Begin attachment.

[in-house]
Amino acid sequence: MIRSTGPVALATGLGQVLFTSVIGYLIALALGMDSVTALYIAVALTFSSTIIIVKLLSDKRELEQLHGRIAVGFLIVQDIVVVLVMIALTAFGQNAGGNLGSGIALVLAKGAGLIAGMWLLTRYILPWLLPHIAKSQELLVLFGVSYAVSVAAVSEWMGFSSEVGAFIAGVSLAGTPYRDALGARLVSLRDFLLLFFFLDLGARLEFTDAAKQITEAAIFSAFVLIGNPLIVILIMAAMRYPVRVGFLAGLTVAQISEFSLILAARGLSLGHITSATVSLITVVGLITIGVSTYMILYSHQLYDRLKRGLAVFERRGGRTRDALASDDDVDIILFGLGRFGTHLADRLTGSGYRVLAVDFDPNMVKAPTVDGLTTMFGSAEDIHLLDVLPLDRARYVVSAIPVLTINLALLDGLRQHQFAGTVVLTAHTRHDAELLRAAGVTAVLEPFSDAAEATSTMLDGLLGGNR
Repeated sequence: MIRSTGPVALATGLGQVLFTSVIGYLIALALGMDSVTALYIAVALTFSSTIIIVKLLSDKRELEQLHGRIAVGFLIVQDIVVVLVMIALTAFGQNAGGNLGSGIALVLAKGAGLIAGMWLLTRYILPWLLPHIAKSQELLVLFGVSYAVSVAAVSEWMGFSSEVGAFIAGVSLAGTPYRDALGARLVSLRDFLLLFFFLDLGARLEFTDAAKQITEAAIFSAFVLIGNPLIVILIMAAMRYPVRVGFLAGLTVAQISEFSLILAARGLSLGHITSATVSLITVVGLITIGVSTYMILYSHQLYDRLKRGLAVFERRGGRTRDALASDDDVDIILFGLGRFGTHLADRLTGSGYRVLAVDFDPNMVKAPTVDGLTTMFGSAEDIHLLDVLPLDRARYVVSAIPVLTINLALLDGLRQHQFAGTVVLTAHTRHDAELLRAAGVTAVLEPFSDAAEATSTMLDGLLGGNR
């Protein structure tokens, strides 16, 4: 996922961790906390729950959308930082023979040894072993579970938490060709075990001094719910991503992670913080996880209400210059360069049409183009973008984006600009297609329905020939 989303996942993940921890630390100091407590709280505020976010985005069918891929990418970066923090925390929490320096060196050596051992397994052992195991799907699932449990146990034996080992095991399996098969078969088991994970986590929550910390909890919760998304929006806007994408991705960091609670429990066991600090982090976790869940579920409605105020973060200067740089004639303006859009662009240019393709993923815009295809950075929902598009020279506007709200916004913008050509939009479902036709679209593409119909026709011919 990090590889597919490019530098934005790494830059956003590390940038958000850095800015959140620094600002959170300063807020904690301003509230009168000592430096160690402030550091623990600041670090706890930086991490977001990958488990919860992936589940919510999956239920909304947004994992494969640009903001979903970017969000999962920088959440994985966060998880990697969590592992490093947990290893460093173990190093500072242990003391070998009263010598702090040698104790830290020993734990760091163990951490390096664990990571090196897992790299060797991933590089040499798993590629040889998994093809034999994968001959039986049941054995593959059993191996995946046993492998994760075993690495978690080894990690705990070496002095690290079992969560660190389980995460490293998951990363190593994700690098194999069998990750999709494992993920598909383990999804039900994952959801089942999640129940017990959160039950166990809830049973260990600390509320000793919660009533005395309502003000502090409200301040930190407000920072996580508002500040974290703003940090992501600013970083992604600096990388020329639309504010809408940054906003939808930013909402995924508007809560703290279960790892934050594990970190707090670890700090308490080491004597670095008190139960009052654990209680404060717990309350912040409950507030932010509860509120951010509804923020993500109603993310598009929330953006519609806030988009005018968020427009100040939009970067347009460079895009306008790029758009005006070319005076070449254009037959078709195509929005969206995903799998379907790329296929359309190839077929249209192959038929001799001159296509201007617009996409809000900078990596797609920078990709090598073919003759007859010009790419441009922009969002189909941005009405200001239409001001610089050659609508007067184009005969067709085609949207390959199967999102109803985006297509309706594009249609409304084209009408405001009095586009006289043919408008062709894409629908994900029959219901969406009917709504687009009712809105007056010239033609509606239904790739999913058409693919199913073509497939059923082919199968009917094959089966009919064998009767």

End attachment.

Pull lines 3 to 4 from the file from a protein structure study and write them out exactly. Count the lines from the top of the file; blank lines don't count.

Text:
Repeated sequence: MIRSTGPVALATGLGQVLFTSVIGYLIALALGMDSVTALYIAVALTFSSTIIIVKLLSDKRELEQLHGRIAVGFLIVQDIVVVLVMIALTAFGQNAGGNLGSGIALVLAKGAGLIAGMWLLTRYILPWLLPHIAKSQELLVLFGVSYAVSVAAVSEWMGFSSEVGAFIAGVSLAGTPYRDALGARLVSLRDFLLLFFFLDLGARLEFTDAAKQITEAAIFSAFVLIGNPLIVILIMAAMRYPVRVGFLAGLTVAQISEFSLILAARGLSLGHITSATVSLITVVGLITIGVSTYMILYSHQLYDRLKRGLAVFERRGGRTRDALASDDDVDIILFGLGRFGTHLADRLTGSGYRVLAVDFDPNMVKAPTVDGLTTMFGSAEDIHLLDVLPLDRARYVVSAIPVLTINLALLDGLRQHQFAGTVVLTAHTRHDAELLRAAGVTAVLEPFSDAAEATSTMLDGLLGGNR
């Protein structure tokens, strides 16, 4: 996922961790906390729950959308930082023979040894072993579970938490060709075990001094719910991503992670913080996880209400210059360069049409183009973008984006600009297609329905020939 989303996942993940921890630390100091407590709280505020976010985005069918891929990418970066923090925390929490320096060196050596051992397994052992195991799907699932449990146990034996080992095991399996098969078969088991994970986590929550910390909890919760998304929006806007994408991705960091609670429990066991600090982090976790869940579920409605105020973060200067740089004639303006859009662009240019393709993923815009295809950075929902598009020279506007709200916004913008050509939009479902036709679209593409119909026709011919 990090590889597919490019530098934005790494830059956003590390940038958000850095800015959140620094600002959170300063807020904690301003509230009168000592430096160690402030550091623990600041670090706890930086991490977001990958488990919860992936589940919510999956239920909304947004994992494969640009903001979903970017969000999962920088959440994985966060998880990697969590592992490093947990290893460093173990190093500072242990003391070998009263010598702090040698104790830290020993734990760091163990951490390096664990990571090196897992790299060797991933590089040499798993590629040889998994093809034999994968001959039986049941054995593959059993191996995946046993492998994760075993690495978690080894990690705990070496002095690290079992969560660190389980995460490293998951990363190593994700690098194999069998990750999709494992993920598909383990999804039900994952959801089942999640129940017990959160039950166990809830049973260990600390509320000793919660009533005395309502003000502090409200301040930190407000920072996580508002500040974290703003940090992501600013970083992604600096990388020329639309504010809408940054906003939808930013909402995924508007809560703290279960790892934050594990970190707090670890700090308490080491004597670095008190139960009052654990209680404060717990309350912040409950507030932010509860509120951010509804923020993500109603993310598009929330953006519609806030988009005018968020427009100040939009970067347009460079895009306008790029758009005006070319005076070449254009037959078709195509929005969206995903799998379907790329296929359309190839077929249209192959038929001799001159296509201007617009996409809000900078990596797609920078990709090598073919003759007859010009790419441009922009969002189909941005009405200001239409001001610089050659609508007067184009005969067709085609949207390959199967999102109803985006297509309706594009249609409304084209009408405001009095586009006289043919408008062709894409629908994900029959219901969406009917709504687009009712809105007056010239033609509606239904790739999913058409693919199913073509497939059923082919199968009917094959089966009919064998009767």